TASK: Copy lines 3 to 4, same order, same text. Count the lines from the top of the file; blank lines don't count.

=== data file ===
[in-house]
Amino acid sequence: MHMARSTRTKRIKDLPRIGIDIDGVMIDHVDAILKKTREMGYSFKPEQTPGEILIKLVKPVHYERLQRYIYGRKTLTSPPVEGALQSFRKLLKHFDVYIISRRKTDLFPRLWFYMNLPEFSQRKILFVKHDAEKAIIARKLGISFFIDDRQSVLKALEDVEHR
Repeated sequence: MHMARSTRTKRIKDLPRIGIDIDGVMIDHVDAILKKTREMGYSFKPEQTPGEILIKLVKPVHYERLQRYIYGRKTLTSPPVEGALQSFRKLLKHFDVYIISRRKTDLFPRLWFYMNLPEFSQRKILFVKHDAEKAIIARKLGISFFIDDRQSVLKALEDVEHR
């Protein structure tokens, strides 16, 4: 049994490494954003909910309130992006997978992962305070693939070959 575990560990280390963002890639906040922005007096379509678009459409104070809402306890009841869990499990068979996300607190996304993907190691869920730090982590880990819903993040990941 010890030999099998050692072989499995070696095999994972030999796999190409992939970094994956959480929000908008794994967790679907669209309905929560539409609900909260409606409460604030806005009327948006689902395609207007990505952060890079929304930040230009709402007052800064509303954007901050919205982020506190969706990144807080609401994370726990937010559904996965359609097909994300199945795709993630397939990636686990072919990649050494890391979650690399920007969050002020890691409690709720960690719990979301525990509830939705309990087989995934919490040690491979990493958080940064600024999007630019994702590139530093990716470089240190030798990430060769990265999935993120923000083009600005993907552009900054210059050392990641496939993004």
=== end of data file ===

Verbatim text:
Repeated sequence: MHMARSTRTKRIKDLPRIGIDIDGVMIDHVDAILKKTREMGYSFKPEQTPGEILIKLVKPVHYERLQRYIYGRKTLTSPPVEGALQSFRKLLKHFDVYIISRRKTDLFPRLWFYMNLPEFSQRKILFVKHDAEKAIIARKLGISFFIDDRQSVLKALEDVEHR
């Protein structure tokens, strides 16, 4: 049994490494954003909910309130992006997978992962305070693939070959 575990560990280390963002890639906040922005007096379509678009459409104070809402306890009841869990499990068979996300607190996304993907190691869920730090982590880990819903993040990941 010890030999099998050692072989499995070696095999994972030999796999190409992939970094994956959480929000908008794994967790679907669209309905929560539409609900909260409606409460604030806005009327948006689902395609207007990505952060890079929304930040230009709402007052800064509303954007901050919205982020506190969706990144807080609401994370726990937010559904996965359609097909994300199945795709993630397939990636686990072919990649050494890391979650690399920007969050002020890691409690709720960690719990979301525990509830939705309990087989995934919490040690491979990493958080940064600024999007630019994702590139530093990716470089240190030798990430060769990265999935993120923000083009600005993907552009900054210059050392990641496939993004």